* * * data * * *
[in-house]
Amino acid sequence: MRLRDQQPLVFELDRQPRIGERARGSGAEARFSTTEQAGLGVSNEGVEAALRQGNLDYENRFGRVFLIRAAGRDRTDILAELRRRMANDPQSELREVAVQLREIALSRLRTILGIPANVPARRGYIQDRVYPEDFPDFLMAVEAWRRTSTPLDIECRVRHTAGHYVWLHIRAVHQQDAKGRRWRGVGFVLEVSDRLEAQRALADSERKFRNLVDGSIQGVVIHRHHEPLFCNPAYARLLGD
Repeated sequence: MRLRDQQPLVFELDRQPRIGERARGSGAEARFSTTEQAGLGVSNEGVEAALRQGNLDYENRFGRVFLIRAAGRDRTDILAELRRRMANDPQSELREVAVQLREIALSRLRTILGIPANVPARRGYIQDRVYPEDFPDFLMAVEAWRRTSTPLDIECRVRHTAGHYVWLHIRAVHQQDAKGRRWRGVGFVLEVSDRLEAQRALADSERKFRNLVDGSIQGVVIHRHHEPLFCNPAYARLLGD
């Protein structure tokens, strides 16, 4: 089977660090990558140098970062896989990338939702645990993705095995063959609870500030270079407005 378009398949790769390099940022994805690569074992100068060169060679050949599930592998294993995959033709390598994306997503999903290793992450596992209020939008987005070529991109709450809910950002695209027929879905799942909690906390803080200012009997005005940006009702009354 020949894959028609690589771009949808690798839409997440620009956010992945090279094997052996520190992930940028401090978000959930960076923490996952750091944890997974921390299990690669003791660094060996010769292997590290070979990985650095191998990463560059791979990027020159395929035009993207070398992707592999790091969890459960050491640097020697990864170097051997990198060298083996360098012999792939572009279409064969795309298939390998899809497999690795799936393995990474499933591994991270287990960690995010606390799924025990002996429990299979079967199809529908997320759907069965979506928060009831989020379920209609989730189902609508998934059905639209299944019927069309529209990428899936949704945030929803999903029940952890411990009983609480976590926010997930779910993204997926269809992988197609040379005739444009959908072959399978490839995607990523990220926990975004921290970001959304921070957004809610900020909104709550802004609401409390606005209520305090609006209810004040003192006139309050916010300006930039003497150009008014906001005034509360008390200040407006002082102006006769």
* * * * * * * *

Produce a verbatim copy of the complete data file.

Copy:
[in-house]
Amino acid sequence: MRLRDQQPLVFELDRQPRIGERARGSGAEARFSTTEQAGLGVSNEGVEAALRQGNLDYENRFGRVFLIRAAGRDRTDILAELRRRMANDPQSELREVAVQLREIALSRLRTILGIPANVPARRGYIQDRVYPEDFPDFLMAVEAWRRTSTPLDIECRVRHTAGHYVWLHIRAVHQQDAKGRRWRGVGFVLEVSDRLEAQRALADSERKFRNLVDGSIQGVVIHRHHEPLFCNPAYARLLGD
Repeated sequence: MRLRDQQPLVFELDRQPRIGERARGSGAEARFSTTEQAGLGVSNEGVEAALRQGNLDYENRFGRVFLIRAAGRDRTDILAELRRRMANDPQSELREVAVQLREIALSRLRTILGIPANVPARRGYIQDRVYPEDFPDFLMAVEAWRRTSTPLDIECRVRHTAGHYVWLHIRAVHQQDAKGRRWRGVGFVLEVSDRLEAQRALADSERKFRNLVDGSIQGVVIHRHHEPLFCNPAYARLLGD
């Protein structure tokens, strides 16, 4: 089977660090990558140098970062896989990338939702645990993705095995063959609870500030270079407005 378009398949790769390099940022994805690569074992100068060169060679050949599930592998294993995959033709390598994306997503999903290793992450596992209020939008987005070529991109709450809910950002695209027929879905799942909690906390803080200012009997005005940006009702009354 020949894959028609690589771009949808690798839409997440620009956010992945090279094997052996520190992930940028401090978000959930960076923490996952750091944890997974921390299990690669003791660094060996010769292997590290070979990985650095191998990463560059791979990027020159395929035009993207070398992707592999790091969890459960050491640097020697990864170097051997990198060298083996360098012999792939572009279409064969795309298939390998899809497999690795799936393995990474499933591994991270287990960690995010606390799924025990002996429990299979079967199809529908997320759907069965979506928060009831989020379920209609989730189902609508998934059905639209299944019927069309529209990428899936949704945030929803999903029940952890411990009983609480976590926010997930779910993204997926269809992988197609040379005739444009959908072959399978490839995607990523990220926990975004921290970001959304921070957004809610900020909104709550802004609401409390606005209520305090609006209810004040003192006139309050916010300006930039003497150009008014906001005034509360008390200040407006002082102006006769």